It’s no secret that tickets to Walt Disney World (WDW) are EXPENSIVE. As in “over $100 per day” expensive if you buy tickets for just a few days, and several hundred dollars if you decide to spring for an annual or seasonal pass. Granted, there are a few ways to try possibly get them a little cheaper:
- You may be able to get discount tickets through your employer.
- There are some small, legitimate discounts you can get here and there.
- There are some places where you should NEVER try to get cheap Disney tickets.
- You can consider if maybe getting an annual pass is cheaper in the long run.
The above being said, Florida residents are eligible for specially priced park tickets and annual/seasonal passes at Walt Disney World. But what proves residency? And what if you live out of state but have a friend or relative who lives in the state? Can they get you tickets or passes? What about your kids? Read on, friends…
Proof of Florida residency for WDW tickets/passes
From WDW’s website:
Q: What proof of residence will I need to provide in order to purchase a Florida Resident park ticket or annual pass?
A.: You’ll need to provide proof of a Florida residential address in order to purchase a Florida Resident park ticket or annual pass. For each ticket or pass purchased for an adult, you may provide any of the following:
- Valid Florida driver’s license (must have a Florida address)
- Valid Florida state-issued ID card (must have a Florida address)
- Valid Florida-based military ID
If you do not have one of the IDs indicated above, then you must provide one of the following—dated within the past 2 months—evidencing a Florida residential address, along with a corresponding picture ID (passport, driver’s license, state identification card):
Proof of Current Mortgage
You may use a monthly mortgage statement from within the past 2 months; it may not be more than 2 months old. Deeds, mortgage contracts, mortgage payment booklets and leases are not accepted.
Bills, Policies or Registration
- Current homeowner’s insurance policy or bill
- Current automobile registration, insurance policy or bill
- Current Utility bill (power / phone / cable / water)
- Bills can be no more than 2 months old (P.O. Boxes are not accepted as proof of residency)
- Mail from financial institutions, including checking, savings or investment account statements
- Mail from federal, state, county or city government agencies
- Mail can be no more than 2 months old (P.O. Boxes are not accepted as proof of residency)
Additional members of the same household must only provide proof of same residential address.
Current statements and bills printed from electronic versions are accepted, along with electronic bills provided via smart phones and tablet devices.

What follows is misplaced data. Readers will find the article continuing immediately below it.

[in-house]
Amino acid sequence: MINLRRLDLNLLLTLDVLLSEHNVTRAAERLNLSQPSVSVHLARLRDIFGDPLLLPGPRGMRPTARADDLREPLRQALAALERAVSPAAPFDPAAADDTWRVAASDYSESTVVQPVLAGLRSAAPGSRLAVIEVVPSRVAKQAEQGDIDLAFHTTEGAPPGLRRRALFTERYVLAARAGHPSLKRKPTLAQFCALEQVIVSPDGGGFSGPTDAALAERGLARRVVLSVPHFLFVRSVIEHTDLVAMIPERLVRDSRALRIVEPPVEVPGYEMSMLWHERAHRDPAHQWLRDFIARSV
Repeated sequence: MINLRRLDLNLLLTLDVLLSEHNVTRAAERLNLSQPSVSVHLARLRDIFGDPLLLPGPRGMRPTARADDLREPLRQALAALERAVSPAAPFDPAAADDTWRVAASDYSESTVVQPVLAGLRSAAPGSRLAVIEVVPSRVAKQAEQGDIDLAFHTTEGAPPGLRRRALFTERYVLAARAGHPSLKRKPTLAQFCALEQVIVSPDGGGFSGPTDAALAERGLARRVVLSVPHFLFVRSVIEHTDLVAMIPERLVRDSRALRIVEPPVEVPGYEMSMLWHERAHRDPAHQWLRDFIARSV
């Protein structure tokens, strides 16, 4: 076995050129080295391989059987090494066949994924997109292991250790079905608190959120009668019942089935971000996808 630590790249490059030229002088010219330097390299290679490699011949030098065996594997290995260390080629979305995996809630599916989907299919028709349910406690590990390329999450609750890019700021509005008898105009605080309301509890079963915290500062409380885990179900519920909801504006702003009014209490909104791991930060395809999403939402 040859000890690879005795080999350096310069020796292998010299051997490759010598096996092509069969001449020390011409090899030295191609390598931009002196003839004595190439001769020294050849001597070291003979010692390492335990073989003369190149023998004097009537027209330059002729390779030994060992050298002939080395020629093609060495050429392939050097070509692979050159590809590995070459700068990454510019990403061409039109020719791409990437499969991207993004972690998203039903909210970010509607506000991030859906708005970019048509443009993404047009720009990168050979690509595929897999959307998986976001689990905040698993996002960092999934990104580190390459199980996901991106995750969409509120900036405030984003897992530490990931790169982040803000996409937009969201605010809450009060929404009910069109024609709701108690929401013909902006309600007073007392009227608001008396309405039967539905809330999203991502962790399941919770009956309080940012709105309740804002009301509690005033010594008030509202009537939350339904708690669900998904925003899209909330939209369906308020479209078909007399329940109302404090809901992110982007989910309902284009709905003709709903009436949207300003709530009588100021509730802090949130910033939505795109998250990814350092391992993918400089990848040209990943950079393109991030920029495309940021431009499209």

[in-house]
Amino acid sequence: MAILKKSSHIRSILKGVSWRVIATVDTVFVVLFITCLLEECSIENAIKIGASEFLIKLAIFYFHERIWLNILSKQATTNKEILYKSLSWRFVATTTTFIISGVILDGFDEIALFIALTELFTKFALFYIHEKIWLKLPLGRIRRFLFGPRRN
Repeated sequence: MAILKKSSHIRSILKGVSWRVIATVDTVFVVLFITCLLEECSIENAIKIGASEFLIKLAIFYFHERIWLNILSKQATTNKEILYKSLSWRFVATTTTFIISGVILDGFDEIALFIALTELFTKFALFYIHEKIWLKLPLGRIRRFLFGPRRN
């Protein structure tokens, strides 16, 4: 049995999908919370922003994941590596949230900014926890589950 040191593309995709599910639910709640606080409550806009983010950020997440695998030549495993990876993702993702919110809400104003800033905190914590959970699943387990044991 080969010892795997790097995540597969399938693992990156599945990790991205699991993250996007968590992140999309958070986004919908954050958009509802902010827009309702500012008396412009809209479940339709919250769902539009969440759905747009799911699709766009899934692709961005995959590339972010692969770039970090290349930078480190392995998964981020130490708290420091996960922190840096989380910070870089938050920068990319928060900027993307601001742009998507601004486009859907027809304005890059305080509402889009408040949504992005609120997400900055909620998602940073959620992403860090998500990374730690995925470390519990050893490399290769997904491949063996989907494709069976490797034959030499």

For more information, please call (407) WDW-PASS or (407) 939-7277—or use the Annual Passholder Help Form to email our dedicated Help Team with any questions you may have about your annual pass. Guests under age 18 must have parent or guardian permission to call.
In a nutshell, you need to show Florida residency in order to purchase a Florida resident pass. Guests age 18 and over may also need to show proof of residency when they use that ticket media for the very first time. So even if your friend or relative could conceivably buy the FL Resident Annual Pass for you by somehow proving that you live with him/her, you would still have to show that you’re an FL resident by providing the above proof before you use it. Children under the age of 18 do not have to show ID.
In other words, Disney will need to ensure that you are a Florida resident before you can purchase and/or use a Florida Resident ticket/pass before you can use one.
Want to comment on this post? Great! Read this first to help ensure it gets approved.
Like this post? Please share it! We have plenty more just like it and would love it if you decided to hang around and get emailed notifications of when we post. Or maybe you’d like to join our Facebook group – we have 20,000+ members and we talk and ask questions about travel (including Disney parks), creative ways to earn frequent flyer miles and hotel points, how to save money on or for your trips, get access to travel articles you may not see otherwise, etc. Whether you’ve read our posts before or this is the first time you’re stopping by, we’re really glad you’re here and hope you come back to visit again!
This post first appeared on Your Mileage May Vary